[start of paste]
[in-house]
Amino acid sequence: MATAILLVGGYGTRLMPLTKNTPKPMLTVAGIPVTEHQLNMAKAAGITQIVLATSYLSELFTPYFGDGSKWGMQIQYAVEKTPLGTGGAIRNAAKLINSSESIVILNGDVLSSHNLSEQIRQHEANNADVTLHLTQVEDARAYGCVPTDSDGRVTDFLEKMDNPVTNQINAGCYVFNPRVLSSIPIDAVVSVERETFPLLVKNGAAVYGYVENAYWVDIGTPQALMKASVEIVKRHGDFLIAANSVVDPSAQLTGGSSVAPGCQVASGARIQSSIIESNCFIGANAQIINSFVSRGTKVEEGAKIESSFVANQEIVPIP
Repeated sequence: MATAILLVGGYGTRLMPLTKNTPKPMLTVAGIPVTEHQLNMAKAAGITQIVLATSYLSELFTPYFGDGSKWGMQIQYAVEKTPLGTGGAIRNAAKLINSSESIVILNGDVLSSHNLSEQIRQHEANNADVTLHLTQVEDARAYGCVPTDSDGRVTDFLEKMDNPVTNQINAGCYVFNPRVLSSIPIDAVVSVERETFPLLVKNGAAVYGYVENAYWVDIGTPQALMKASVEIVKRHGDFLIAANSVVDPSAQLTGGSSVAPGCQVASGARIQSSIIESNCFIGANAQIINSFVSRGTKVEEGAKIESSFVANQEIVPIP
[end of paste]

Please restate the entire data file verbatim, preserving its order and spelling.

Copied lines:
[in-house]
Amino acid sequence: MATAILLVGGYGTRLMPLTKNTPKPMLTVAGIPVTEHQLNMAKAAGITQIVLATSYLSELFTPYFGDGSKWGMQIQYAVEKTPLGTGGAIRNAAKLINSSESIVILNGDVLSSHNLSEQIRQHEANNADVTLHLTQVEDARAYGCVPTDSDGRVTDFLEKMDNPVTNQINAGCYVFNPRVLSSIPIDAVVSVERETFPLLVKNGAAVYGYVENAYWVDIGTPQALMKASVEIVKRHGDFLIAANSVVDPSAQLTGGSSVAPGCQVASGARIQSSIIESNCFIGANAQIINSFVSRGTKVEEGAKIESSFVANQEIVPIP
Repeated sequence: MATAILLVGGYGTRLMPLTKNTPKPMLTVAGIPVTEHQLNMAKAAGITQIVLATSYLSELFTPYFGDGSKWGMQIQYAVEKTPLGTGGAIRNAAKLINSSESIVILNGDVLSSHNLSEQIRQHEANNADVTLHLTQVEDARAYGCVPTDSDGRVTDFLEKMDNPVTNQINAGCYVFNPRVLSSIPIDAVVSVERETFPLLVKNGAAVYGYVENAYWVDIGTPQALMKASVEIVKRHGDFLIAANSVVDPSAQLTGGSSVAPGCQVASGARIQSSIIESNCFIGANAQIINSFVSRGTKVEEGAKIESSFVANQEIVPIP